Ottoman Astronomical Institutions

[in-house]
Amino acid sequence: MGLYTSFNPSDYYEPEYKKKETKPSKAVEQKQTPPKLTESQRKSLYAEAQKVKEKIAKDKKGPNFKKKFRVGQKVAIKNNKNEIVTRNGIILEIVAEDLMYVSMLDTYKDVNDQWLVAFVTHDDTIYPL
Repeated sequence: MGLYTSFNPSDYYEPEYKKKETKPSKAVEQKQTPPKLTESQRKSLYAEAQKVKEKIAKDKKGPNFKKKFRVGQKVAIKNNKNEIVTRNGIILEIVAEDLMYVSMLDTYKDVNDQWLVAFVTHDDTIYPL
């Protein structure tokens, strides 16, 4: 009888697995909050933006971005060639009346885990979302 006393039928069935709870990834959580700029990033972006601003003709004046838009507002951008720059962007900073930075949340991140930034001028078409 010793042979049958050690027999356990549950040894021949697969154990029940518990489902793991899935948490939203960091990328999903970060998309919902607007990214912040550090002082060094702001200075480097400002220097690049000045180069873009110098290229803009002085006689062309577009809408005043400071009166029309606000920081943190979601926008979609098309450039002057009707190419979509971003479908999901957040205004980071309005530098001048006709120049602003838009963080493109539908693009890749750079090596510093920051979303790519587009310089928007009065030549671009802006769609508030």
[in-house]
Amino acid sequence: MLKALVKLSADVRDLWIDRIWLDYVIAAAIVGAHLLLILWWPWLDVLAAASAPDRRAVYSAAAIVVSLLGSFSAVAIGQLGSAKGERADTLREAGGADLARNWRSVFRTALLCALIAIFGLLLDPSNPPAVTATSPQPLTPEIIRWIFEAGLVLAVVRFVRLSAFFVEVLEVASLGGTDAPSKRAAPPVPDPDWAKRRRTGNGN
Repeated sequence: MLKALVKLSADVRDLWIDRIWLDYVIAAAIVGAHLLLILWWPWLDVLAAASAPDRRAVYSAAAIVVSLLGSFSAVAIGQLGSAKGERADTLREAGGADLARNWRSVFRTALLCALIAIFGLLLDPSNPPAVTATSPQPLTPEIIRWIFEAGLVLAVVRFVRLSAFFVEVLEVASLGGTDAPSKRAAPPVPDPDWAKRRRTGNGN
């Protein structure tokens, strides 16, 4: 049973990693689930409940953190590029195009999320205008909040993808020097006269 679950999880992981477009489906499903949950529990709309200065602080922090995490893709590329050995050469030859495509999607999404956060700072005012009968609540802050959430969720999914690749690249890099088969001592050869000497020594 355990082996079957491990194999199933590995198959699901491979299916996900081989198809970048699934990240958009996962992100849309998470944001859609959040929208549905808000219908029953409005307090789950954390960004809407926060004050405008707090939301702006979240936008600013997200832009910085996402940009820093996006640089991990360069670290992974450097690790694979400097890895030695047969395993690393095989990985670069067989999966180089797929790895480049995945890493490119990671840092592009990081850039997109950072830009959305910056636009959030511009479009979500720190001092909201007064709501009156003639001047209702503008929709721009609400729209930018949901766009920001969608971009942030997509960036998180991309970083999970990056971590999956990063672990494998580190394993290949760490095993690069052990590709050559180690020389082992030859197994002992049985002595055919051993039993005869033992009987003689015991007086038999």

In the Ottoman Empire all astronomical events had been, for centuries, monitored by the Munajjimbashi (chief astronomer), head of the leading astronomical institution. The chief astronomical institution dealt with matters related to astronomy and astrology as they pertained to the sultan and the state. The person who held the position of administrative head of those who were occupied with the “science of the stars” or astronomy was called the chief astronomer. Affiliated with the chief astronomer were those known as second-level astrono- mers (munajjim-i sâni) and four or five astronomers know as clerks (kâtip). As an institution, the munajjimbashilik emerged towards the late fifteenth and early sixteenth centuries. In the Ottoman Empire it emerged as a body concerned with the preparation of calendars and astrological matters as well as the administration of the country's muvakkithanes (time keeping houses). Both the Istanbul Observatory of the Taqi al-Din Râsid in the sixteenth century and the School of Astronomical Sciences (Mekteb-i Fenn-i Nücûm), which opened in the nineteenth century to train astronomers and time keepers, were attached to the office of the chief astronomer. In this article we aimed to present the literature about the Ottoman astronomical institutions. But before this, the article aims to give some information about the institutions. Besides the chief astronomer's office (munajjimbashilik), the School of Astronomical Sciences (Mekteb-i Fenn-i Nücûm) and the Istanbul Observatory (Rasathâne-i Jadîd) the author gives literal information about time keeping houses (muvakkithane) and Imperial Observatory (Rasathâne-i Âmire) as well.


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